Precipitation extremes on the sub-daily time scale: Temperature dependence in idealized simulations.

Gilmore, J. B., J. P. Evans, and S. C. Sherwood
EGU General Assembly, 22-27 April, Vienna, Austria.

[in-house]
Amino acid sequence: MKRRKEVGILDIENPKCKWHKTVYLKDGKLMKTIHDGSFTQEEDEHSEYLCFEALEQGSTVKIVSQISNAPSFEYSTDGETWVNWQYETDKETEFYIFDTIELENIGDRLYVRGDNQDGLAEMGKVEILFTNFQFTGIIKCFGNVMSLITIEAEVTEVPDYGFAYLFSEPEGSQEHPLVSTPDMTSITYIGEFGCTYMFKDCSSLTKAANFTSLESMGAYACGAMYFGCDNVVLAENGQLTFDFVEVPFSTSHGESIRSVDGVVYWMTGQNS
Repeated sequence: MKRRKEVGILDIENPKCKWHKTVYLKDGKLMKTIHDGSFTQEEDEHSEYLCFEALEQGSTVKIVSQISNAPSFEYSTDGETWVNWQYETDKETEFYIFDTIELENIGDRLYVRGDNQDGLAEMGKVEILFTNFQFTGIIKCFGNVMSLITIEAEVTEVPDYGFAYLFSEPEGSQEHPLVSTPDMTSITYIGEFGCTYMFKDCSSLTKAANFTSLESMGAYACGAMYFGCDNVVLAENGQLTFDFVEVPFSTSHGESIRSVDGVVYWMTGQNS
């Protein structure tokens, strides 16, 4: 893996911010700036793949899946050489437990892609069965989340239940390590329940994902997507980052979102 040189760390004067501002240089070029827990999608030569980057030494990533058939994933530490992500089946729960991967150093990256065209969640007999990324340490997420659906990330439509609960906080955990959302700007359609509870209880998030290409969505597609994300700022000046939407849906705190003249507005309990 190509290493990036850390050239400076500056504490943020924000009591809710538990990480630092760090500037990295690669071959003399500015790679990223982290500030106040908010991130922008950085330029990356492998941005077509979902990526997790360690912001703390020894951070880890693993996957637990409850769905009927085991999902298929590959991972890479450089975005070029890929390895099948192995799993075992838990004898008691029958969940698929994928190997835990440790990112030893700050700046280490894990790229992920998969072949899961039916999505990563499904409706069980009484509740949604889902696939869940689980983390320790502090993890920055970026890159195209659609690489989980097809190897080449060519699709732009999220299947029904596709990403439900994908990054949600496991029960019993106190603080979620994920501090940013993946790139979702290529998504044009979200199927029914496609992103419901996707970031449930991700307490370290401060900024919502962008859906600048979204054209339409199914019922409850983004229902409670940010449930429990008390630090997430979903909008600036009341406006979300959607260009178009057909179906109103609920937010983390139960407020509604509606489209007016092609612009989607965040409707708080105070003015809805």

Extreme precipitation and its dependence on climatic variables has received significant attention over the last few years. Currently, one of the least understood aspects of precipitation extremes is how sub-daily accumulations depend on surface temperature. Observations from a number of groups indicate that precipitation extremes for accumulations of 10 minutes or less are correlated with temperature; however, it is uncertain whether models also reproduce this feature. We investigate this question by studying idealized simulations of the atmosphere as a function of sea surface temperature. The simulations employ a wind only forcing with periodic boundary conditions and are run to an equilibrium climate over an ocean. The atmospheric code used is the Weather Research and Forecasting model, configured at cloud resolving resolutions of 400m and a coarser 4km. We discuss how the observed distribution of sub-daily precipitation depends on sea surface temperature, and particularly how extremes change as a function of temperature. We show that extreme accumulations of 1 minute are more sensitive to temperature than hourly or daily accumulations. We also highlight self-aggregation in these idealized systems, and show how this influences the observed precipitation distributions.

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